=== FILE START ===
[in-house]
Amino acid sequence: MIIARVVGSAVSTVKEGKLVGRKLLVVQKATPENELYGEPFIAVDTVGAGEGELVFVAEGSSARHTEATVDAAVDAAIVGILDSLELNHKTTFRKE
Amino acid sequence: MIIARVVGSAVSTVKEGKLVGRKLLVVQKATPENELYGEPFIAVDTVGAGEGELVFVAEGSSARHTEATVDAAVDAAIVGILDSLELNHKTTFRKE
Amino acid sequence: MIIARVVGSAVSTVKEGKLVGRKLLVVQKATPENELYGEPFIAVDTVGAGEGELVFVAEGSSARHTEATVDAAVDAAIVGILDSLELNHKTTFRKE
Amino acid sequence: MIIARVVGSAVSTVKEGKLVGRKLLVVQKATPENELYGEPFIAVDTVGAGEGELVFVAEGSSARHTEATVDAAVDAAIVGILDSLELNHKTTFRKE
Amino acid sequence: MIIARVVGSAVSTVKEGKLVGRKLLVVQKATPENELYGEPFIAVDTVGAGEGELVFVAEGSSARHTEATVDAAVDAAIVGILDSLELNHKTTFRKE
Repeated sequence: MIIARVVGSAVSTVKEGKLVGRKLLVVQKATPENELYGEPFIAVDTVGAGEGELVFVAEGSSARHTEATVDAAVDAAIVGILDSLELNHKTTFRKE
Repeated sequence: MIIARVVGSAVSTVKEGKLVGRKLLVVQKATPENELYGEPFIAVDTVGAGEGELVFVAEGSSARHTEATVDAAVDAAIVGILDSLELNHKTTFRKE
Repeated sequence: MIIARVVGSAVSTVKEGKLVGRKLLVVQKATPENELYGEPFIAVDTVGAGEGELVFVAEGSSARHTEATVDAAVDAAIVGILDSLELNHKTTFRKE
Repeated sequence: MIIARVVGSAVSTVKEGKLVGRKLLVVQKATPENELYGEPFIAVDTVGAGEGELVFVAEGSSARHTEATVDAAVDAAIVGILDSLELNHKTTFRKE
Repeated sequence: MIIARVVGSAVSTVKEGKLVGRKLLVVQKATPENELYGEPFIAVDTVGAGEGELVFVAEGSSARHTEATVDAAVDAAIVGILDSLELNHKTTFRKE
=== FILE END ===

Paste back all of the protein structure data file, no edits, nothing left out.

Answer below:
[in-house]
Amino acid sequence: MIIARVVGSAVSTVKEGKLVGRKLLVVQKATPENELYGEPFIAVDTVGAGEGELVFVAEGSSARHTEATVDAAVDAAIVGILDSLELNHKTTFRKE
Amino acid sequence: MIIARVVGSAVSTVKEGKLVGRKLLVVQKATPENELYGEPFIAVDTVGAGEGELVFVAEGSSARHTEATVDAAVDAAIVGILDSLELNHKTTFRKE
Amino acid sequence: MIIARVVGSAVSTVKEGKLVGRKLLVVQKATPENELYGEPFIAVDTVGAGEGELVFVAEGSSARHTEATVDAAVDAAIVGILDSLELNHKTTFRKE
Amino acid sequence: MIIARVVGSAVSTVKEGKLVGRKLLVVQKATPENELYGEPFIAVDTVGAGEGELVFVAEGSSARHTEATVDAAVDAAIVGILDSLELNHKTTFRKE
Amino acid sequence: MIIARVVGSAVSTVKEGKLVGRKLLVVQKATPENELYGEPFIAVDTVGAGEGELVFVAEGSSARHTEATVDAAVDAAIVGILDSLELNHKTTFRKE
Repeated sequence: MIIARVVGSAVSTVKEGKLVGRKLLVVQKATPENELYGEPFIAVDTVGAGEGELVFVAEGSSARHTEATVDAAVDAAIVGILDSLELNHKTTFRKE
Repeated sequence: MIIARVVGSAVSTVKEGKLVGRKLLVVQKATPENELYGEPFIAVDTVGAGEGELVFVAEGSSARHTEATVDAAVDAAIVGILDSLELNHKTTFRKE
Repeated sequence: MIIARVVGSAVSTVKEGKLVGRKLLVVQKATPENELYGEPFIAVDTVGAGEGELVFVAEGSSARHTEATVDAAVDAAIVGILDSLELNHKTTFRKE
Repeated sequence: MIIARVVGSAVSTVKEGKLVGRKLLVVQKATPENELYGEPFIAVDTVGAGEGELVFVAEGSSARHTEATVDAAVDAAIVGILDSLELNHKTTFRKE
Repeated sequence: MIIARVVGSAVSTVKEGKLVGRKLLVVQKATPENELYGEPFIAVDTVGAGEGELVFVAEGSSARHTEATVDAAVDAAIVGILDSLELNHKTTFRKE